Cliftonville

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This article is about the English town. For other uses, see Cliftonville (disambiguation).

Coordinates: 51°23′17″N 1°24′17″E / 51.3881°N 1.4046°E / 51.3881; 1.4046

Cliftonville
Walpole Bay cliffs, Cliftonville.jpg
Walpole Bay cliffs, Cliftonville
Cliftonville is located in Kent
Cliftonville
Cliftonville
 Cliftonville shown within Kent
Population 12,900 (2005)[1]
OS grid reference TR369709
District Thanet
Shire county Kent
Region South East
Country England
Sovereign state United Kingdom
Post town Margate
Postcode district CT9
Dialling code 01843
Police Kent
Fire Kent
Ambulance South East Coast
EU Parliament South East England
UK Parliament North Thanet
List of places
UK
England
Kent

Cliftonville is a coastal area of the town of Margate, situated to the east of the main town, in the Thanet district of Kent, South East England, United Kingdom. It also contains the area known as Palm Bay.

The original Palm Bay estate was built in the 1930s as a number of large, wide avenues with detached and semi-detached houses with driveways, garages and gardens.[2] This land was sold by Mr Sidney Simon Van Den Bergh[3] to the Palm Bay Estate Co on 23 June 1924. Such avenues include Gloucester Avenue and Leicester Avenue.

East Cliftonville[edit]

The estate covers the eastern part of Cliftonville and was fields when the first was built. It extends east beyond Northumberland Avenue and has been developed in phases. An earlier phase covered the northern ends of Leicester and Gloucester Avenues and the whole of Clarence and Magnolia Avenues; the later phase extending eastwards of Princess Margaret Avenue is a Wimpy-style housing estate with small houses largely identical in appearance and of less substantial build quality than the original 1930s estate.

The eastward expansion of Cliftonville has included much of the former parish of Northdown including Northdown Park and House.[4]

West Cliftonville[edit]

West Cliftonville as originally developed was largely small private hotels and guest houses which catered for the many visitors to what was in the first half of the 20th century the thriving holiday resort of Margate but is now a less affluent area with the hotels converted to flats and bedsits. Thanet Council has recognised this and is offering grants to improve housing quality (2006) and restricting planning permission for one bedroom flats (2007). The seafront area once included many large hotels, including at one time a large Butlins complex.[2] Some hotels remain: Smiths Court Hotel[5] overlooking the sea, and the Walpole Bay Hotel.[6] There are also a number of restaurants including The Orangery, which is next to Smiths Court Hotel. The Bandstand and oval lawns host a monthly farmers market (the last Sunday of every month)[7] and during the summer there are a number of activities and events, including musical shows, held on weekends.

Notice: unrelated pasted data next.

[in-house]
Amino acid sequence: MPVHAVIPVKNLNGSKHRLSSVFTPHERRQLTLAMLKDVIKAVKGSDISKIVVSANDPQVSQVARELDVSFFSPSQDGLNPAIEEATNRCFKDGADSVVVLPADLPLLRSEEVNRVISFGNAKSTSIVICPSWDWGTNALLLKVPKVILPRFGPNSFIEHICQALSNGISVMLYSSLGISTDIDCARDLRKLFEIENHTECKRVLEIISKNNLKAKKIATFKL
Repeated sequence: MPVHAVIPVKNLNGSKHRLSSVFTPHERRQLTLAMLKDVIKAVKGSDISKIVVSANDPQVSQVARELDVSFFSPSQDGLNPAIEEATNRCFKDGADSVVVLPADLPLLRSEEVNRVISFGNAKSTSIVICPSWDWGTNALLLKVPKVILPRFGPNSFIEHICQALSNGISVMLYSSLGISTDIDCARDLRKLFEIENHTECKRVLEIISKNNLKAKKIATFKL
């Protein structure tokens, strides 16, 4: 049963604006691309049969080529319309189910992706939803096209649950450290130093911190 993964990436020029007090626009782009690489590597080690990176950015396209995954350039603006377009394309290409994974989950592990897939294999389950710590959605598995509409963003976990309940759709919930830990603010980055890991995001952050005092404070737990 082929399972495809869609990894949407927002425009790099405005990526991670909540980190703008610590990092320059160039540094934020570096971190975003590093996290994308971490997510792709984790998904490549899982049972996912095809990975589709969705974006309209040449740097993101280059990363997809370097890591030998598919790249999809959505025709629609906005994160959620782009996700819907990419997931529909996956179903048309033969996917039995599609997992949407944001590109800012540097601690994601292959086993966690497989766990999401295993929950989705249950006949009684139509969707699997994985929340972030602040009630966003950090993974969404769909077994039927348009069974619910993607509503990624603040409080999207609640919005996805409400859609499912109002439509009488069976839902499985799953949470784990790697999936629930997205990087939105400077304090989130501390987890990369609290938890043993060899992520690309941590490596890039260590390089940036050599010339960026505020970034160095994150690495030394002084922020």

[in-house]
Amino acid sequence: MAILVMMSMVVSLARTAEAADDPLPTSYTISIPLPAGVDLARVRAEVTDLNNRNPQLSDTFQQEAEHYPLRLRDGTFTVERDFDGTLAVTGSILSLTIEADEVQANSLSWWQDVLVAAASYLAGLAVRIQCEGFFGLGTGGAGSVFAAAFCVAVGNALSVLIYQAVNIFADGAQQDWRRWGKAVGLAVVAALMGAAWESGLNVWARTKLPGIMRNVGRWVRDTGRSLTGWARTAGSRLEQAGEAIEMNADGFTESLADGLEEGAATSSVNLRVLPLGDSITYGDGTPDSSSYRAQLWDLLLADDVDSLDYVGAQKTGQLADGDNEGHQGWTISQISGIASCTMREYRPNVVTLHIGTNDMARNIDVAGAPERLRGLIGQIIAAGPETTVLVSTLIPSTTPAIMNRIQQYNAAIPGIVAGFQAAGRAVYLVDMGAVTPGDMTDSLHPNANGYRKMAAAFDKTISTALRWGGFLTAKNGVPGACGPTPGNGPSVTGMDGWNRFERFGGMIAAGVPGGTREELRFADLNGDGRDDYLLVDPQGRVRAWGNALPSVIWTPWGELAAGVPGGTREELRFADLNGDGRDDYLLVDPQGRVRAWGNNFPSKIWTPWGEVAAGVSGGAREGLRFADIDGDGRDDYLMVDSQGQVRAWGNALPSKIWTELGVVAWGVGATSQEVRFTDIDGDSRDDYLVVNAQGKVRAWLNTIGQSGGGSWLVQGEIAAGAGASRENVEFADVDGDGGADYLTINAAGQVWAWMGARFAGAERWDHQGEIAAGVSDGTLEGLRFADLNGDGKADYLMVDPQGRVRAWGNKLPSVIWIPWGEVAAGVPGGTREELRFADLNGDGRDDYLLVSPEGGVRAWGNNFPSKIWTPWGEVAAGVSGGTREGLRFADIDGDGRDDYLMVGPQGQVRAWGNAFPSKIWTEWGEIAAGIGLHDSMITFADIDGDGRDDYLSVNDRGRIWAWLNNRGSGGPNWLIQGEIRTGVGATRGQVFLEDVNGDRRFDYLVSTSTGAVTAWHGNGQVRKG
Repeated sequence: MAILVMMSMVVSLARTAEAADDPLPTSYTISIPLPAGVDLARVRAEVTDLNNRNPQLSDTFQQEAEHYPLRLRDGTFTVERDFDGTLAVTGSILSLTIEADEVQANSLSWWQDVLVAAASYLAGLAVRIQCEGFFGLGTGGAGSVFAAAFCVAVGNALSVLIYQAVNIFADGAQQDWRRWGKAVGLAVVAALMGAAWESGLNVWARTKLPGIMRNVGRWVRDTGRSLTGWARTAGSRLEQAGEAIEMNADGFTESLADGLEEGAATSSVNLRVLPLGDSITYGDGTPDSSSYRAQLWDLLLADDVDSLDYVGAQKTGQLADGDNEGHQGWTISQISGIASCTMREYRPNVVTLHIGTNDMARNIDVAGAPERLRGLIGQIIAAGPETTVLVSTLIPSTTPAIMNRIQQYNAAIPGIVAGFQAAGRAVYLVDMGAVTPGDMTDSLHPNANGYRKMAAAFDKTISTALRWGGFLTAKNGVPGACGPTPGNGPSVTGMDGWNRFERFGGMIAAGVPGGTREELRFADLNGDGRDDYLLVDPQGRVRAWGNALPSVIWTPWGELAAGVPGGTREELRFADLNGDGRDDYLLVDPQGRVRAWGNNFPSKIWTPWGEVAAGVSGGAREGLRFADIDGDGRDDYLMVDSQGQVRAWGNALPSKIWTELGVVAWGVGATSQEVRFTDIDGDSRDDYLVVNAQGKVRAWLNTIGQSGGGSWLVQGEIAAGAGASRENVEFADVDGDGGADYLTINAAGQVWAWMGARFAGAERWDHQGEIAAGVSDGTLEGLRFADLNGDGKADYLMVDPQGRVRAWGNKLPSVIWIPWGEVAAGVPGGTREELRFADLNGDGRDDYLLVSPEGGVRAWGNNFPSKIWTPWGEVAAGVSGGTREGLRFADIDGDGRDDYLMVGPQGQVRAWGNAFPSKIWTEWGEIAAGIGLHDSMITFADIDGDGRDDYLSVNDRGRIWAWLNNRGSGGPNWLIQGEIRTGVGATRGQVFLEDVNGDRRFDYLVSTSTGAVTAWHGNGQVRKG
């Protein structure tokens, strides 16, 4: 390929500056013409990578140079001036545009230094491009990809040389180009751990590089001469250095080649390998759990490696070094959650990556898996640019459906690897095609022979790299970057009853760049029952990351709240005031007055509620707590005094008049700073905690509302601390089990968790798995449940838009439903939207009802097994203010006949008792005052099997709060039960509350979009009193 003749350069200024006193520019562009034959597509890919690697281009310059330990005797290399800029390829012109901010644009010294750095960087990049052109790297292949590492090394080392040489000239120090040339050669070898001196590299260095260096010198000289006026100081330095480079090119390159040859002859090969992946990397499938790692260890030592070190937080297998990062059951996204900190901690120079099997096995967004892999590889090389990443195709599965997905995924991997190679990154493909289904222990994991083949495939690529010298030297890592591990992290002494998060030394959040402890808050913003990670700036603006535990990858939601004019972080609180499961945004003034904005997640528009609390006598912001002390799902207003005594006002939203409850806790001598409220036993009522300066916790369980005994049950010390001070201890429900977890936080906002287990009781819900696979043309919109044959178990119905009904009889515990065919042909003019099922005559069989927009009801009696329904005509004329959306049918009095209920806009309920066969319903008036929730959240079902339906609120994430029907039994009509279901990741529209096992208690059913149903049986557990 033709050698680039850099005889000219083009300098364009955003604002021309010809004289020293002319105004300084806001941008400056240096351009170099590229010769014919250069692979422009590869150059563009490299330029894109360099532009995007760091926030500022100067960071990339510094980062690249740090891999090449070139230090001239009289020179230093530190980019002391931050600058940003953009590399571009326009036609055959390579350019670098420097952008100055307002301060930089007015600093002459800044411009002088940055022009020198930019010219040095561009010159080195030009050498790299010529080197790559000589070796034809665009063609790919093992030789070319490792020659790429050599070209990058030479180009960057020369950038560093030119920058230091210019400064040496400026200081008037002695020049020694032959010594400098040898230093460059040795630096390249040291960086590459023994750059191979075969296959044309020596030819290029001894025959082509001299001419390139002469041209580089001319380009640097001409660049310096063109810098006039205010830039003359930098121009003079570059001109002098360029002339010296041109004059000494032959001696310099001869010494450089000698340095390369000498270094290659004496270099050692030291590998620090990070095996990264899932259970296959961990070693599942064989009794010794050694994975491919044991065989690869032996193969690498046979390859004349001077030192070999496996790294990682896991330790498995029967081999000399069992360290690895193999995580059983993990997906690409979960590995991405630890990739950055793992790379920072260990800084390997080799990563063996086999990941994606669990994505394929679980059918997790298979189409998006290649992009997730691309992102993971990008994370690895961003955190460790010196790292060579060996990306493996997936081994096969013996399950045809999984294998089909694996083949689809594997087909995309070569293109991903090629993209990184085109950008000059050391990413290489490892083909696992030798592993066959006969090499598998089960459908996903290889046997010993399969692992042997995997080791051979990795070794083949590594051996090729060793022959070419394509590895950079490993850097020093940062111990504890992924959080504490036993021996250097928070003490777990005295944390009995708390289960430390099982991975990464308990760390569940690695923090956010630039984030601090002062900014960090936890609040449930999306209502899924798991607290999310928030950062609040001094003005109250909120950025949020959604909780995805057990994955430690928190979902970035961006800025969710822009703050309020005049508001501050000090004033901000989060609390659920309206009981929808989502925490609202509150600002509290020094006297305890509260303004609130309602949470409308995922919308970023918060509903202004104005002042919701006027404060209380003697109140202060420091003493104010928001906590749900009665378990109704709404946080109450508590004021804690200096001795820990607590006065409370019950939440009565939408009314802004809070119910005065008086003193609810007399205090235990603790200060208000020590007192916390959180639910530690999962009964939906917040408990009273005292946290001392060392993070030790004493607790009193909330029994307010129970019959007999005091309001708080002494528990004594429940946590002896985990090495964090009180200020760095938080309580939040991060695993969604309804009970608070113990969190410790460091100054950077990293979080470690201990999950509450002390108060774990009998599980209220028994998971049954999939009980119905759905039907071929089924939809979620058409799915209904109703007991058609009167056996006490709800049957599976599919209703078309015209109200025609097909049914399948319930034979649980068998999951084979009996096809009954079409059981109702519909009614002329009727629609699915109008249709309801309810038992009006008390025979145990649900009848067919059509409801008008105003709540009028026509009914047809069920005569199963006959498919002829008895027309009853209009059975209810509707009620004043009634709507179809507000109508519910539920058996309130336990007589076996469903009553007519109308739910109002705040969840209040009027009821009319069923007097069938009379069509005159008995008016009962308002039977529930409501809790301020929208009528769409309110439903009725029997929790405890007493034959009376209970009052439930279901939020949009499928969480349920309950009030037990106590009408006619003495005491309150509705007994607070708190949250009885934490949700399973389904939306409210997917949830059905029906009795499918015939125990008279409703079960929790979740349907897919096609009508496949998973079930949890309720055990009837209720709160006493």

Facilities[edit]

The shopping area of Cliftonville is called Northdown Road and includes a number of main banks and building societies, larger corporate concerns including Boots and Tesco, a number of family run specialist shops including an award-winning art gallery, a post office, several pubs, many coffee shops and cafes, two churches and a number of estate and letting agents as well as an award-winning media company all along its two-mile length.

Entertainment[edit]

Cliftonville also has an indoor ten-pin bowling alley and sports bar, tennis courts, a bandstand with regular events including a farmers market, a crazy golf course, a pitch and putt course, bowling green and the famous Winter Gardens theatre.[8] There is also a nightclub. Cliftonville is the home of local radio station KMFM Thanet.

Writing and poetry[edit]

During the first half of the 20th century Cliftonville was considered the fashionable hotel quarter of Margate. It was during the autumn of 1921 that T.S. Eliot spent a period of convalescence at the Albermarle Hotel, Cliftonville. His widow has confirmed[9] that he found inspiration for, and wrote significant sections of The Waste Land in the Grade II-listed Nayland Rock promenade shelter.[10]

The spirit of early 20th century Cliftonville was caught by John Betjeman in his poem "Margate 1940".

Notable people[edit]

The stage and film actor Trevor Howard was born in Cliftonville in 1913.[11]

See also[edit]

References[edit]

External links[edit]